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Wand and sisters
11 years ago

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Wand and sisters
11 years ago

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Earl Ewers
11 years ago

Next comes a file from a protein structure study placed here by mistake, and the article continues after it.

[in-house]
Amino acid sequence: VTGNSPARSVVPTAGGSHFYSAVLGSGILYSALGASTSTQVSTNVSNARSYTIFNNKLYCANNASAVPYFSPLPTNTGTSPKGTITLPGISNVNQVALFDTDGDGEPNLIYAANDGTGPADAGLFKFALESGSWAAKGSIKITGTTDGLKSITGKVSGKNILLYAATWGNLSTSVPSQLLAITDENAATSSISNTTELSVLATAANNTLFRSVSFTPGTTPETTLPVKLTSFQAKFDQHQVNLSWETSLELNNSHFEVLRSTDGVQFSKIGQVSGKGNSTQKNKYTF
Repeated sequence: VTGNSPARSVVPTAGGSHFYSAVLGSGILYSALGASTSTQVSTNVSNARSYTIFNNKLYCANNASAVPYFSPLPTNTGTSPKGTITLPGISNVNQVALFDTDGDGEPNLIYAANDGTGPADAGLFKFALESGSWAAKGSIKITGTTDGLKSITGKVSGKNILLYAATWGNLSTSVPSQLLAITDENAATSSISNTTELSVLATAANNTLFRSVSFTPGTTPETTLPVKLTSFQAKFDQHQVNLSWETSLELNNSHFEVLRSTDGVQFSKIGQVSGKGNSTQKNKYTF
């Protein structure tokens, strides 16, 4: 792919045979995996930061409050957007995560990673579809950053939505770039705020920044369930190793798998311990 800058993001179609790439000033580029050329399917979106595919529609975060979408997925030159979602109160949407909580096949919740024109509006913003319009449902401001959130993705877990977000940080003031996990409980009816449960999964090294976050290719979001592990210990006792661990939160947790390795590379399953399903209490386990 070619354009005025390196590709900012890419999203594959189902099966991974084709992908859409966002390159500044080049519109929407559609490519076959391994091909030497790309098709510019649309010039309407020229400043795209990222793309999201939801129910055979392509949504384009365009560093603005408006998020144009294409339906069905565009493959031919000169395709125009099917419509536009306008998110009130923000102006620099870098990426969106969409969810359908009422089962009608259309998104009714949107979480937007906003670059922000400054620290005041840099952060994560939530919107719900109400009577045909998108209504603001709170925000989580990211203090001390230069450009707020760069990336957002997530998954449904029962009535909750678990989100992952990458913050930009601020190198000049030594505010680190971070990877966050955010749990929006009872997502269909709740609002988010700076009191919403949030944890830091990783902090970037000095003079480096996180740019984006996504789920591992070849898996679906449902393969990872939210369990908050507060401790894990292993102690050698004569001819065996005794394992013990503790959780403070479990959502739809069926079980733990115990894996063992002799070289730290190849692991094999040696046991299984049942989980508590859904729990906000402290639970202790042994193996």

Wanda Villis was my mothers eldest sister and I had much to do with her from when I was a child until I was about 30 years of age. In fact, I stayed with her for 6 weeks March-April 1967 while waiting for my job in Canberra. She was a very bright person and also a very kind one. Any present she gave would be of good quality. She very avid reader, and worked out newspaper crosswords every morning as well as being a kean and high point Scrabble player. A very good cook and a whiz with dressmaking and needle work later in life became very adept at tapestry work. Along with Fred, her husband, they appeared on various 1950s quiz shows - quite often those hosted by Jack Davey. They came away with a good lot of prizes, including money. All her life Wanda liked to follow the races and later took up playing the poker machines - it was interesting to watch her hold her foot down as she pulled the handles on the earlier versions. But however much she loved to gamble on horses and machines, Wanda always had a limit to how much she would spend on this interest. When it was reached, she stopped - other gamblers could well note how she controlled her spending on what is an addiction for many folk. As her parents grew older Wanda did all she could for them. Assisted in this by next sister Austral, neither expected remuneration of any kind for their work. After her fathers death in November 1960, Wanda ensured all family business interests were well cared for - a relief for mother and her siblings Throughout her long life Wanda always took a deep interest in the world about her. In her younger years before World War II she had much to do with Latvian functions which were nearly always organsied in some way by her father who was Secretary of the Sydney Latvian Club. In fact, Wanda could not speak any English until she began school at 7 years of age. Few realised she knew a total of 6 languages: English, Latvian, French, German, Latin and Esperanto - the first 3 of these completely proficiently. Like her siblings, Wanda was always aware of her Latvian background but looked upon Australia as her domicile and loyalty. Just after the death of her daughter Nora in 2002, a Latvian journalist interviewed her and she broke out into some old Latvian songs she had sung at various functions. Another way she resembled her siblings was sudden moments of impish humour and as the interview was ending she asked the rather perplexed journalist whether there was electricity in Latvia - it seemed to go right over the head of the lass! Well aware of how the family were called "Dirty Stinking Russians" in Grafton during World War I, Wanda and my mother Regina had a feeling a need to help more modern newcomers to this country. While teaching at Ferncourt School in Marrickville, she experienced the area change from a lower working class suburb of the 1940s to a very ethnic-based locality from 1960s onwards. Many Greek and then Turkish immigrants came striaght from rural districts in those countries and settled in Marrickville. Wanda took much trouble showiing these young children Australian ways. I recall meeting - it was February 1969 - up with Wanda and Austral in the city and going out to Marrickville by bus to collect her car which she had left close to Ferncourt. As we walked down the streets there, children would see her coming and run into their house and bring out their mother, pointing to Wanda saying "Teacher! Teacher!" at which the mother bowed - it was like being in a royal progress of some kind. It was obvious she was held in high regard by both students and their parents. A proficient letter writer, Wanda wrote her husband Fred every day whilst he was away in the Services 1939 - 46. Later she wrote once a week to sister Regina - my mother - who lived out at Ungarie in western NSW. Some of the letters survive and they make pleasant reading. it is obvious she could have been a writer if she so wished - her 4 sisters also shared this attribute. The last time i saw her was early January 2007, when blind and aged 95 she attended the funeral of Beth Rektor, daughter of her cousin Olga. After the Service was over, Wanda sat next to me and had a long talk about how lucky Dad was to have married Sylvia my stepmother. It was as if she was a good many years younger than 95. Even though I never had a chance to see her again after this time it is how I like to remember her. Those are my comments about my eldest aunt - I shall miss her greatly. Earl Ewers earl_ewers001@yahoo.com.au

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